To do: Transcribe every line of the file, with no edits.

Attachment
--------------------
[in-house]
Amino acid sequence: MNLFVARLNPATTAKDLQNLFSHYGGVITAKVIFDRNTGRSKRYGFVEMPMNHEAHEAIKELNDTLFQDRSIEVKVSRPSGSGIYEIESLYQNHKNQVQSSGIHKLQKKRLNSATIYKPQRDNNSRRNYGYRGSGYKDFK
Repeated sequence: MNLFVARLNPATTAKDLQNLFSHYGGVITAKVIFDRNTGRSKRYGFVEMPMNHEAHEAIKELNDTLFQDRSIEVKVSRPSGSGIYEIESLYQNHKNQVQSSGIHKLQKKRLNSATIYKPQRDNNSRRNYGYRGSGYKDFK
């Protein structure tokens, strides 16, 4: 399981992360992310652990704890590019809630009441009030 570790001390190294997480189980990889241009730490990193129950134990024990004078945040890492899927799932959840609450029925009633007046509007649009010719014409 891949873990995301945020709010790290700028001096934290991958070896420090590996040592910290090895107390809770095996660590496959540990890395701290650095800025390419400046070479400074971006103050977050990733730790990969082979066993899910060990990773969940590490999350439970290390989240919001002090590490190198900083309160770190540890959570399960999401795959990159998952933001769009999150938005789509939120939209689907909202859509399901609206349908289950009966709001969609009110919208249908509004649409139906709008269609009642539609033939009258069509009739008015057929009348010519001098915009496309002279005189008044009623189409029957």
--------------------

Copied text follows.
[in-house]
Amino acid sequence: MNLFVARLNPATTAKDLQNLFSHYGGVITAKVIFDRNTGRSKRYGFVEMPMNHEAHEAIKELNDTLFQDRSIEVKVSRPSGSGIYEIESLYQNHKNQVQSSGIHKLQKKRLNSATIYKPQRDNNSRRNYGYRGSGYKDFK
Repeated sequence: MNLFVARLNPATTAKDLQNLFSHYGGVITAKVIFDRNTGRSKRYGFVEMPMNHEAHEAIKELNDTLFQDRSIEVKVSRPSGSGIYEIESLYQNHKNQVQSSGIHKLQKKRLNSATIYKPQRDNNSRRNYGYRGSGYKDFK
């Protein structure tokens, strides 16, 4: 399981992360992310652990704890590019809630009441009030 570790001390190294997480189980990889241009730490990193129950134990024990004078945040890492899927799932959840609450029925009633007046509007649009010719014409 891949873990995301945020709010790290700028001096934290991958070896420090590996040592910290090895107390809770095996660590496959540990890395701290650095800025390419400046070479400074971006103050977050990733730790990969082979066993899910060990990773969940590490999350439970290390989240919001002090590490190198900083309160770190540890959570399960999401795959990159998952933001769009999150938005789509939120939209689907909202859509399901609206349908289950009966709001969609009110919208249908509004649409139906709008269609009642539609033939009258069509009739008015057929009348010519001098915009496309002279005189008044009623189409029957």